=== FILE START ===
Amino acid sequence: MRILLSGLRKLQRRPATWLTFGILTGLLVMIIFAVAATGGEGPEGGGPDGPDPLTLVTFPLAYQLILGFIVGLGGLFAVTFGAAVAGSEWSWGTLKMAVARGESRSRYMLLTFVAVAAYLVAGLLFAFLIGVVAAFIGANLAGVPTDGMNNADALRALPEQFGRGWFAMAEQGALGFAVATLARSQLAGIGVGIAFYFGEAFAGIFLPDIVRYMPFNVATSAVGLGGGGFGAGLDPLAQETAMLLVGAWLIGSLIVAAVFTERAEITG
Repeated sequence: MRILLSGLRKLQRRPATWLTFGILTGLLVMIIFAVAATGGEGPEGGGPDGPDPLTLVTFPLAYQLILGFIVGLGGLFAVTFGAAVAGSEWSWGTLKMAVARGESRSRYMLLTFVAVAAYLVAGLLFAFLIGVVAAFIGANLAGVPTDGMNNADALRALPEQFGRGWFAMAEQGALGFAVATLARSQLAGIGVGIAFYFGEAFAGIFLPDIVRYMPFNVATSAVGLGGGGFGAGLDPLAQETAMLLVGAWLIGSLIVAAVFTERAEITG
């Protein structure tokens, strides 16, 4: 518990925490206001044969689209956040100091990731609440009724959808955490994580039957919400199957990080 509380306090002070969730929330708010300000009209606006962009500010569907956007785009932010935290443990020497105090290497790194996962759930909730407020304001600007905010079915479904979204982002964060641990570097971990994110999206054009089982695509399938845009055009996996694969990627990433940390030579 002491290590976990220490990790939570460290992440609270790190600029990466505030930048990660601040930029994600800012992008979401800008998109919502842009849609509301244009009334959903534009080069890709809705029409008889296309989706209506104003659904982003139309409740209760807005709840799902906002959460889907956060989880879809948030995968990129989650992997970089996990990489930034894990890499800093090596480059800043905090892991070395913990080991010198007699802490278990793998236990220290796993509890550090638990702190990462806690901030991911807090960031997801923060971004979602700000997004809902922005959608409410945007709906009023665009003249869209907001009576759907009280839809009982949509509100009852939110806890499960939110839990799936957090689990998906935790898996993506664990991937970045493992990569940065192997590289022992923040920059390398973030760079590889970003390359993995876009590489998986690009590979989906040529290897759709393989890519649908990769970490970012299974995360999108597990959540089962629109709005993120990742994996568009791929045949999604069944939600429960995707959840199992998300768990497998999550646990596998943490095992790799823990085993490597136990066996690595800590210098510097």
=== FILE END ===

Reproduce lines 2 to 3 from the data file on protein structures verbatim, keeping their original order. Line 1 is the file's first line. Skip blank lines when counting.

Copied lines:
Repeated sequence: MRILLSGLRKLQRRPATWLTFGILTGLLVMIIFAVAATGGEGPEGGGPDGPDPLTLVTFPLAYQLILGFIVGLGGLFAVTFGAAVAGSEWSWGTLKMAVARGESRSRYMLLTFVAVAAYLVAGLLFAFLIGVVAAFIGANLAGVPTDGMNNADALRALPEQFGRGWFAMAEQGALGFAVATLARSQLAGIGVGIAFYFGEAFAGIFLPDIVRYMPFNVATSAVGLGGGGFGAGLDPLAQETAMLLVGAWLIGSLIVAAVFTERAEITG
């Protein structure tokens, strides 16, 4: 518990925490206001044969689209956040100091990731609440009724959808955490994580039957919400199957990080 509380306090002070969730929330708010300000009209606006962009500010569907956007785009932010935290443990020497105090290497790194996962759930909730407020304001600007905010079915479904979204982002964060641990570097971990994110999206054009089982695509399938845009055009996996694969990627990433940390030579 002491290590976990220490990790939570460290992440609270790190600029990466505030930048990660601040930029994600800012992008979401800008998109919502842009849609509301244009009334959903534009080069890709809705029409008889296309989706209506104003659904982003139309409740209760807005709840799902906002959460889907956060989880879809948030995968990129989650992997970089996990990489930034894990890499800093090596480059800043905090892991070395913990080991010198007699802490278990793998236990220290796993509890550090638990702190990462806690901030991911807090960031997801923060971004979602700000997004809902922005959608409410945007709906009023665009003249869209907001009576759907009280839809009982949509509100009852939110806890499960939110839990799936957090689990998906935790898996993506664990991937970045493992990569940065192997590289022992923040920059390398973030760079590889970003390359993995876009590489998986690009590979989906040529290897759709393989890519649908990769970490970012299974995360999108597990959540089962629109709005993120990742994996568009791929045949999604069944939600429960995707959840199992998300768990497998999550646990596998943490095992790799823990085993490597136990066996690595800590210098510097």